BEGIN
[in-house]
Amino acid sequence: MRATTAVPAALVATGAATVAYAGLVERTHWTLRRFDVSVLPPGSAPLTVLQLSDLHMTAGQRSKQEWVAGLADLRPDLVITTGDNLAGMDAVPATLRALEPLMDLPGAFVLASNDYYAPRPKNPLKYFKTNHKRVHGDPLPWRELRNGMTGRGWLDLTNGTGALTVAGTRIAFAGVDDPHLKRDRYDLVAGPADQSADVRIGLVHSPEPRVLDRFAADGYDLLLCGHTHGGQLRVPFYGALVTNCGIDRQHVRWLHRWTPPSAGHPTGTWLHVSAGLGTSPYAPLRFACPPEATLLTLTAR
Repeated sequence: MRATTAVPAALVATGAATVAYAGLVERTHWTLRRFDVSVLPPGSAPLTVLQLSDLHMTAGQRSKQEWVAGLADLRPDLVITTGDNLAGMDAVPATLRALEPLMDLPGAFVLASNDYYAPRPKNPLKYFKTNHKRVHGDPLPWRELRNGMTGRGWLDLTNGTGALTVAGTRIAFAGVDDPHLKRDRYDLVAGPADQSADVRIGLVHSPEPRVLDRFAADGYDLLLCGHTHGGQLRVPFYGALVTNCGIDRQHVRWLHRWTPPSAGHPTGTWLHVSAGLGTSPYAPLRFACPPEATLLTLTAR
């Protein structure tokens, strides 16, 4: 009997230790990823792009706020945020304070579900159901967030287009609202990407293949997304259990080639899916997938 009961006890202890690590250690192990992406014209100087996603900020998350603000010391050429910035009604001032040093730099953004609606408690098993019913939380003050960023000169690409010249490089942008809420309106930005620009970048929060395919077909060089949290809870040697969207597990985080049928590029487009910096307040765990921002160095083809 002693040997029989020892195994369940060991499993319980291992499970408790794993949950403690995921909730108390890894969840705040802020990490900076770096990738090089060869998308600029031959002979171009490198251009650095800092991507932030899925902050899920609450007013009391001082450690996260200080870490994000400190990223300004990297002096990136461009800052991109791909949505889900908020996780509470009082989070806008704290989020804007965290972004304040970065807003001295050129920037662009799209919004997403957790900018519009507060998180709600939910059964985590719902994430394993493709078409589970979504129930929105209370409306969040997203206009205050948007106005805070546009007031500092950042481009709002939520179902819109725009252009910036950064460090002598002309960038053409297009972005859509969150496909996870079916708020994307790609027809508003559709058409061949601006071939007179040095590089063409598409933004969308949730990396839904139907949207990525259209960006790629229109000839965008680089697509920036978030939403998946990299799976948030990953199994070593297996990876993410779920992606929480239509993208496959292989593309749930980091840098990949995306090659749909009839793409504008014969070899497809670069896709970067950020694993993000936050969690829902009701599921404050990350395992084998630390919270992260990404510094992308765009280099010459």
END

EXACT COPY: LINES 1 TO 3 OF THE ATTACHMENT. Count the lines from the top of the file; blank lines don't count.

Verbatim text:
[in-house]
Amino acid sequence: MRATTAVPAALVATGAATVAYAGLVERTHWTLRRFDVSVLPPGSAPLTVLQLSDLHMTAGQRSKQEWVAGLADLRPDLVITTGDNLAGMDAVPATLRALEPLMDLPGAFVLASNDYYAPRPKNPLKYFKTNHKRVHGDPLPWRELRNGMTGRGWLDLTNGTGALTVAGTRIAFAGVDDPHLKRDRYDLVAGPADQSADVRIGLVHSPEPRVLDRFAADGYDLLLCGHTHGGQLRVPFYGALVTNCGIDRQHVRWLHRWTPPSAGHPTGTWLHVSAGLGTSPYAPLRFACPPEATLLTLTAR
Repeated sequence: MRATTAVPAALVATGAATVAYAGLVERTHWTLRRFDVSVLPPGSAPLTVLQLSDLHMTAGQRSKQEWVAGLADLRPDLVITTGDNLAGMDAVPATLRALEPLMDLPGAFVLASNDYYAPRPKNPLKYFKTNHKRVHGDPLPWRELRNGMTGRGWLDLTNGTGALTVAGTRIAFAGVDDPHLKRDRYDLVAGPADQSADVRIGLVHSPEPRVLDRFAADGYDLLLCGHTHGGQLRVPFYGALVTNCGIDRQHVRWLHRWTPPSAGHPTGTWLHVSAGLGTSPYAPLRFACPPEATLLTLTAR